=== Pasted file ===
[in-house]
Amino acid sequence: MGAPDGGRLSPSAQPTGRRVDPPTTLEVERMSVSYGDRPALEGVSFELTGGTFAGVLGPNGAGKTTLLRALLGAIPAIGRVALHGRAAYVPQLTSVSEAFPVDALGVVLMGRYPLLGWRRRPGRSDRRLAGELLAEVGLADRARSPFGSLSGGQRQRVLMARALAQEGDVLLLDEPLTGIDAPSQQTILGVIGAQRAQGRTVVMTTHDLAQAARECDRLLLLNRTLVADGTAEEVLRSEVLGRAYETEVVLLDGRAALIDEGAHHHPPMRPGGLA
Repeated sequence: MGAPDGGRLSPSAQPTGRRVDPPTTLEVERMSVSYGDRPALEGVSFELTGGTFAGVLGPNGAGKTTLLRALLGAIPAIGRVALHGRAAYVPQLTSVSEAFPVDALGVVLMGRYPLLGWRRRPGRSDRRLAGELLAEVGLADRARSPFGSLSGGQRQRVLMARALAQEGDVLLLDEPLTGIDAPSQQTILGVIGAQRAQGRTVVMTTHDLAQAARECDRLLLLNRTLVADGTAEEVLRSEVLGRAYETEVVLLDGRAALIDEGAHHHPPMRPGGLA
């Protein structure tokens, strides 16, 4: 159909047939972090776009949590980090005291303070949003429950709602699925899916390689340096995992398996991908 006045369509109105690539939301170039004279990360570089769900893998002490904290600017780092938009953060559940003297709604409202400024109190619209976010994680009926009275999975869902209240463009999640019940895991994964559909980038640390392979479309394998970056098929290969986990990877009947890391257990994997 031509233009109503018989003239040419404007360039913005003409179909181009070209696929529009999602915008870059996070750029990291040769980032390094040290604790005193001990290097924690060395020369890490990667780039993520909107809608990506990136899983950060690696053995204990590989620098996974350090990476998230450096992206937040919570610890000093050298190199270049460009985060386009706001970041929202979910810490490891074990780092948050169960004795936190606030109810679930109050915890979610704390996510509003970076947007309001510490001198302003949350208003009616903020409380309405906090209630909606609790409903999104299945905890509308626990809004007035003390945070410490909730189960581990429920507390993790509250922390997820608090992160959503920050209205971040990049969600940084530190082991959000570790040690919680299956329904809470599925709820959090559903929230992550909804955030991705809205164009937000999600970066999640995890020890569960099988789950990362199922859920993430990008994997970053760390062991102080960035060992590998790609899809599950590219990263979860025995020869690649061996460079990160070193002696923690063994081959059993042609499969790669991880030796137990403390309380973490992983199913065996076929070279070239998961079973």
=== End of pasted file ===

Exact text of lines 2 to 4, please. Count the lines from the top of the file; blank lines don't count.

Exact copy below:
Amino acid sequence: MGAPDGGRLSPSAQPTGRRVDPPTTLEVERMSVSYGDRPALEGVSFELTGGTFAGVLGPNGAGKTTLLRALLGAIPAIGRVALHGRAAYVPQLTSVSEAFPVDALGVVLMGRYPLLGWRRRPGRSDRRLAGELLAEVGLADRARSPFGSLSGGQRQRVLMARALAQEGDVLLLDEPLTGIDAPSQQTILGVIGAQRAQGRTVVMTTHDLAQAARECDRLLLLNRTLVADGTAEEVLRSEVLGRAYETEVVLLDGRAALIDEGAHHHPPMRPGGLA
Repeated sequence: MGAPDGGRLSPSAQPTGRRVDPPTTLEVERMSVSYGDRPALEGVSFELTGGTFAGVLGPNGAGKTTLLRALLGAIPAIGRVALHGRAAYVPQLTSVSEAFPVDALGVVLMGRYPLLGWRRRPGRSDRRLAGELLAEVGLADRARSPFGSLSGGQRQRVLMARALAQEGDVLLLDEPLTGIDAPSQQTILGVIGAQRAQGRTVVMTTHDLAQAARECDRLLLLNRTLVADGTAEEVLRSEVLGRAYETEVVLLDGRAALIDEGAHHHPPMRPGGLA
């Protein structure tokens, strides 16, 4: 159909047939972090776009949590980090005291303070949003429950709602699925899916390689340096995992398996991908 006045369509109105690539939301170039004279990360570089769900893998002490904290600017780092938009953060559940003297709604409202400024109190619209976010994680009926009275999975869902209240463009999640019940895991994964559909980038640390392979479309394998970056098929290969986990990877009947890391257990994997 031509233009109503018989003239040419404007360039913005003409179909181009070209696929529009999602915008870059996070750029990291040769980032390094040290604790005193001990290097924690060395020369890490990667780039993520909107809608990506990136899983950060690696053995204990590989620098996974350090990476998230450096992206937040919570610890000093050298190199270049460009985060386009706001970041929202979910810490490891074990780092948050169960004795936190606030109810679930109050915890979610704390996510509003970076947007309001510490001198302003949350208003009616903020409380309405906090209630909606609790409903999104299945905890509308626990809004007035003390945070410490909730189960581990429920507390993790509250922390997820608090992160959503920050209205971040990049969600940084530190082991959000570790040690919680299956329904809470599925709820959090559903929230992550909804955030991705809205164009937000999600970066999640995890020890569960099988789950990362199922859920993430990008994997970053760390062991102080960035060992590998790609899809599950590219990263979860025995020869690649061996460079990160070193002696923690063994081959059993042609499969790669991880030796137990403390309380973490992983199913065996076929070279070239998961079973």